August 16th, 2011 |
In the recent months, the Greek government was racing against the clock to implement financial reforms which included online gambling. These alterations had to be in place prior to the next round of auditing by the IMF which is scheduled for the end of August 2011. Luckily the Financial Minister was able to get the bill passed by a voice vote following three straight days of debate.
Complete Change of Heart
Surprisingly, the Greek parliament did a complete U-turn on many of the controversial features from the draft proposal that was originally rejected by the European Commission. One proposal that was missing from the final legislation is the six month blackout period required before legislation and regulation are implemented. This is designed to protect the state-owned gambling monopoly OPAP. Also, the section that eliminates the number of licenses granted is also absent.
Blackout Period Proposal
The blackout period proposal has changed to allow European Union-licensed operators to function freely in Greece. Also, these operators will be permitted to advertise via the Internet and offline media outlets. Another favorable change from the government is that private online operators will be allowed to target Greek customers from servers located overseas during the initial six month transitional period. Once licenses have been awarded, companies may be required to relocate.
All European Union-licensed online gambling operators will be required to pay 30 percent GPT while players will pay only 10 percent tax on winnings. The transitional period will soon be established by the Control Committee. Online gambling industry experts expect to begin seeing an advertising war between operators for the Greek market once licenses are granted.
The Future of OPAP
Currently the Greek government has a 34 percent stake in OPAP. In this legislation there are articles to enhance the value of OPAP. For instance, in a new section OPAP will receive a license to operate all 35,000 video lottery machines set up across the country. Since the Greek government is considering selling OPAP to private operators, perhaps this is an effort to raise the valuation of the online casino to negotiate a better price.
This is a major step in the right direction for Greece. Just a few months ago it looked as if the country would never legalize online gambling due to the rigid government requirements in the bill. Apparently authorities have turned over a new leaf and become more flexible.
July 29th, 2011 |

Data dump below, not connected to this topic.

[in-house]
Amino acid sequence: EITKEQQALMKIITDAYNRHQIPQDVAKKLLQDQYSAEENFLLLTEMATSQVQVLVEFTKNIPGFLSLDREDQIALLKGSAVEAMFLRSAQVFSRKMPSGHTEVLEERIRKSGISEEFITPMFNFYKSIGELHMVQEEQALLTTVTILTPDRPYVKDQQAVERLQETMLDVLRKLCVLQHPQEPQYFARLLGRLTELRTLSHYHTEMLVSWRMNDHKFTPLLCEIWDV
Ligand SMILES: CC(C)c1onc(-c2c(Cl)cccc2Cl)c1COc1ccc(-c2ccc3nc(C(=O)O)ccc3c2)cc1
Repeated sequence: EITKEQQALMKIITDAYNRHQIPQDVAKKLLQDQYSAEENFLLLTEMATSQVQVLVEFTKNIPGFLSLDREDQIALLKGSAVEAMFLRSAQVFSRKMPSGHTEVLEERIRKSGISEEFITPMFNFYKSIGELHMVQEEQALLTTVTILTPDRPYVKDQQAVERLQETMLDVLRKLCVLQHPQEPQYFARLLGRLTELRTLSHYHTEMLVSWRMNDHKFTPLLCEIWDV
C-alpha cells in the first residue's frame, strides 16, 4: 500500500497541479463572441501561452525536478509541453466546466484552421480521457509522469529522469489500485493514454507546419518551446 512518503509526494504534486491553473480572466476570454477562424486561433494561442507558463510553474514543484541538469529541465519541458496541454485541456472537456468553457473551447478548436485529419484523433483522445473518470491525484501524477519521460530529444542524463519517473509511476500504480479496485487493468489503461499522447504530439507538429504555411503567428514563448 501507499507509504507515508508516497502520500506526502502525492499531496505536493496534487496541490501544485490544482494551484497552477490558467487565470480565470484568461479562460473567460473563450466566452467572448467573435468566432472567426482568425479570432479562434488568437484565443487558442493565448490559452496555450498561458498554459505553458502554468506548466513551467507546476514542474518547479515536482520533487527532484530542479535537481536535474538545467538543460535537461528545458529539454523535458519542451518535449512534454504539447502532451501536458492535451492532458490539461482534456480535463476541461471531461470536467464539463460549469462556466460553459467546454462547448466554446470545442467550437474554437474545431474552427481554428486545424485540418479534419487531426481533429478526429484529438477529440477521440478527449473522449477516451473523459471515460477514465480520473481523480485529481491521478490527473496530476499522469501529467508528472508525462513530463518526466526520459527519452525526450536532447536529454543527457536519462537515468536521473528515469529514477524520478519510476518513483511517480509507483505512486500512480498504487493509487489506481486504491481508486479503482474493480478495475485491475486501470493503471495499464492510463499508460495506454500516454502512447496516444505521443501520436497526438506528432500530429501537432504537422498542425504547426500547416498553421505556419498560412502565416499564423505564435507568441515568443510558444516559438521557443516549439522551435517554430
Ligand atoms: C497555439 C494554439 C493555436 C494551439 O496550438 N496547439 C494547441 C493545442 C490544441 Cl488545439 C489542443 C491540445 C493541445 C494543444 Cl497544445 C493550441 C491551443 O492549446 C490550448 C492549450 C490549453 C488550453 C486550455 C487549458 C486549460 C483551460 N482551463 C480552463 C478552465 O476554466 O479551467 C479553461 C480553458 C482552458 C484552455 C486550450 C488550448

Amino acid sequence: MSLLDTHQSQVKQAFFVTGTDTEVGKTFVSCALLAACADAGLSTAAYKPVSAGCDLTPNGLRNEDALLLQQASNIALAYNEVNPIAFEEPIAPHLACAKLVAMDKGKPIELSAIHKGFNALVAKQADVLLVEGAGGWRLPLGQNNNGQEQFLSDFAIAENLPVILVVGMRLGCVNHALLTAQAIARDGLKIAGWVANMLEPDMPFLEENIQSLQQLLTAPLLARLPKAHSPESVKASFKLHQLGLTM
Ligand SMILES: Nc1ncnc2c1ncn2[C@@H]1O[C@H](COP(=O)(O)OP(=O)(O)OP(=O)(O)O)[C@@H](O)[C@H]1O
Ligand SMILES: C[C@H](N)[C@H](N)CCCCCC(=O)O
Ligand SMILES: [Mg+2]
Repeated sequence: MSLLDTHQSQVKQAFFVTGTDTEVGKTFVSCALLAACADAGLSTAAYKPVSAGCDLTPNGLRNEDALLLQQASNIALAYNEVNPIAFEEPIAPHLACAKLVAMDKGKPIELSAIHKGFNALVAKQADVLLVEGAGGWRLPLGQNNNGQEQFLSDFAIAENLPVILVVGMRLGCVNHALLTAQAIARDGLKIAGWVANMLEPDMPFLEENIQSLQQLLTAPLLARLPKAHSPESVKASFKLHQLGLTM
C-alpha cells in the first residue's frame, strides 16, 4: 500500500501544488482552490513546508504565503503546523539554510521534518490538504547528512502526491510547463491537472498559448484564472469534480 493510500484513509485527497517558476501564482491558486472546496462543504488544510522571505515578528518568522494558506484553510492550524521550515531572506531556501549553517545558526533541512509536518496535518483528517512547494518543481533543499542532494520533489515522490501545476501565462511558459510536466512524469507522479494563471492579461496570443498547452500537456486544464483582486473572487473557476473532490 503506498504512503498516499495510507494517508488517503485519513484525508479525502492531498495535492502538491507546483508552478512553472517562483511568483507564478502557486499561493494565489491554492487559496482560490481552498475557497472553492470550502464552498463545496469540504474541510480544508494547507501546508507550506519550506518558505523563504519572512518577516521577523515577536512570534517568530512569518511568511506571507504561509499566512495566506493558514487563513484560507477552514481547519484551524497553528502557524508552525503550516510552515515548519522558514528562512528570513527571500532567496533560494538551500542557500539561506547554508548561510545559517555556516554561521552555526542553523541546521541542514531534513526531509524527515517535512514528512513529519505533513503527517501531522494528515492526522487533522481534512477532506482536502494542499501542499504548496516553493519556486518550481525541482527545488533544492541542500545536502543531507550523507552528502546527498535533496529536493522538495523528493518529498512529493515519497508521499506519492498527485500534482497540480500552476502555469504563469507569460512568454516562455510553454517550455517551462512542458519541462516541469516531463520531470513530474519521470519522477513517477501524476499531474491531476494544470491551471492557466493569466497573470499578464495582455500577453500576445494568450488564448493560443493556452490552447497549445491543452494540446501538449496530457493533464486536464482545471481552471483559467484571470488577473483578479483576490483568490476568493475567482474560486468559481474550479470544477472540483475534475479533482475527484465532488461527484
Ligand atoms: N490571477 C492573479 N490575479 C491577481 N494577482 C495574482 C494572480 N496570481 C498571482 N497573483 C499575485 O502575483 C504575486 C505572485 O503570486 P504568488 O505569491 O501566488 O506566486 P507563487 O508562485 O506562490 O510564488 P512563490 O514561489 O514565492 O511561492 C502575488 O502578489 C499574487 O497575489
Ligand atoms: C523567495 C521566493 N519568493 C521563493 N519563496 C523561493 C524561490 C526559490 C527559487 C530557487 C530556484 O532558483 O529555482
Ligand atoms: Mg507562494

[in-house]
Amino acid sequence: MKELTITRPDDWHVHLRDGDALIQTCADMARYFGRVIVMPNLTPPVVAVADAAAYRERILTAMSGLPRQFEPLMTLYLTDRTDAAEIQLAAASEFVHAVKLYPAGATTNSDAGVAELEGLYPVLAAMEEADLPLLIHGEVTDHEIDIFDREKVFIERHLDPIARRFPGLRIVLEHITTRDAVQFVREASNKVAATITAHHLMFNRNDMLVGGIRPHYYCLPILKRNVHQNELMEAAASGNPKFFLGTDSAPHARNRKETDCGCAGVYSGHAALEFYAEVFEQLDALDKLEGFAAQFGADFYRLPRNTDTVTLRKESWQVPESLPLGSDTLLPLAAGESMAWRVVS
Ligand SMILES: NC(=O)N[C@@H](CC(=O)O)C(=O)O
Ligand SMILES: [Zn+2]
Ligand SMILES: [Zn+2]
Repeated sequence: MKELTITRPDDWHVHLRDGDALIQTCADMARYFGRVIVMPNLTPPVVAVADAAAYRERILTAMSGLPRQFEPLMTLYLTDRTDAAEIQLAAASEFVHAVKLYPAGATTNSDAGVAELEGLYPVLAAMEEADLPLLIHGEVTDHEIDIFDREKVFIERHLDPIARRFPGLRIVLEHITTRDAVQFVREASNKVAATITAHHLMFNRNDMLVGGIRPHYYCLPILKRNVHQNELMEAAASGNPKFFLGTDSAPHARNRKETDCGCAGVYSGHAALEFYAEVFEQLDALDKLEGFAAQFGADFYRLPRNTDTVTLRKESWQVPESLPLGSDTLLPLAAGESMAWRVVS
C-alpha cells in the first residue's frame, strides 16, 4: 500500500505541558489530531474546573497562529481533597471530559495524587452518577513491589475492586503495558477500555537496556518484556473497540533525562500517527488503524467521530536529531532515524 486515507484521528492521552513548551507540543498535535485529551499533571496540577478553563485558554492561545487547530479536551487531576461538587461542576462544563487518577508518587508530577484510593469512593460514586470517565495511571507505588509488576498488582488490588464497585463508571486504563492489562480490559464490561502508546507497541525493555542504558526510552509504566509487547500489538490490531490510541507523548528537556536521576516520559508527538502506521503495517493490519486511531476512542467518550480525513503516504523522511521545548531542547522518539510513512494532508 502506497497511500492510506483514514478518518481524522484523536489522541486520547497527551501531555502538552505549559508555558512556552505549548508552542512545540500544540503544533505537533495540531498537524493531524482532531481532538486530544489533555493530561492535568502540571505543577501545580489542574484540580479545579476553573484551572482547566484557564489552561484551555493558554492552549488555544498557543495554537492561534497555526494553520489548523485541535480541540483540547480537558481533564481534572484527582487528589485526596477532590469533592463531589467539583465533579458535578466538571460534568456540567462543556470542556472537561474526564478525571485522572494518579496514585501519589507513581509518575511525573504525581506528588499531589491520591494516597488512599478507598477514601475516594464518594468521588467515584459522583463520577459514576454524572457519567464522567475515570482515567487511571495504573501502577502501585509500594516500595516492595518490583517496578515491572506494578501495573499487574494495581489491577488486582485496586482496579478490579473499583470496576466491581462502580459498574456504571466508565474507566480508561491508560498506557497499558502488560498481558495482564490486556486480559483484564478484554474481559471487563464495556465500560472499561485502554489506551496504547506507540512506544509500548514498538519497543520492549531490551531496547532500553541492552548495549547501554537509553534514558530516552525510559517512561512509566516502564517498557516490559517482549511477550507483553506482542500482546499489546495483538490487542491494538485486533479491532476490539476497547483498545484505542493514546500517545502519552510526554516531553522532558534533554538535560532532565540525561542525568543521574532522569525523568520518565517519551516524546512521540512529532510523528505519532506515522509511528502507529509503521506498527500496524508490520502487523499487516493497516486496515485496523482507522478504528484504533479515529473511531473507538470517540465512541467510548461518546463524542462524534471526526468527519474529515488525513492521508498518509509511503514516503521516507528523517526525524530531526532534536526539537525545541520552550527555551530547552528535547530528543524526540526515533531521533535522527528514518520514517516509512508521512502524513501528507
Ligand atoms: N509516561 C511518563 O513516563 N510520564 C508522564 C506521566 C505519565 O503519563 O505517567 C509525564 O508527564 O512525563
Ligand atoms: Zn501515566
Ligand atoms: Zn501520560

While back the European Commission (EC) chose to create a report with regards to the current state of online gambling in Europe prior to developing a regulated system. The Commission requested interested parties to provide input as a segment of the consultative process. The deadline to provide this input is less than a month away. However, many parties publicly voiced their opinions at the European Gambling Policy Conference in Brussels.
Once such speaker was a politician from the European Union (EU), J. Creutzmann. He felt that regulation of the online gambling industry across Europe is the best and only solution as to how to eliminate the current confusion in the market. Unfortunately, national regulation will be unsuccessful in a growing marketplace.
This same opinion has been mentioned by several industry executives, representatives from the European Gaming and Betting Association (EGBA) and other observers. Since there is a lack of standardized regulations between the Member States and the EU, costs continue to increase and fraud and unlicensed gambling are flourishing. The EGBA has highlighted the level of fragmentation of the industry into 27 independent markets with varying taxes and other fees.
This highly discourages responsible gaming organizations from entering the market allowing for less reputable unlicensed owners to move in. In the end, the player will suffer the most. Also, the lack of standardized regulation pushes potential customers to unregulated markets in places like China. A synergized regulation would help eliminate corruption by increasing enforcement.
This viewpoint is also consistent with sports. For example, fixing a matching or event in Spain and the United Kingdom is highly illegal. However, in Bulgaria there is a no law against the actions. This has occurred because the EU has not taken upfront action and allowed the burden of regulation to fall with governments in specific markets.
The opposing individuals believe that most Member States of the EU do not want a standardized regulation so they can keep the money within the country. Many also do not want large gambling markets for religious reasons. A representative from the Association of Charity Lotteries agrees with this point of view.
Also most European countries have a fairly robust online gaming regulatory system. However, this proves that there a long way to go. Both sides make compelling arguments so the decision to make a standardized regulatory system will be difficult.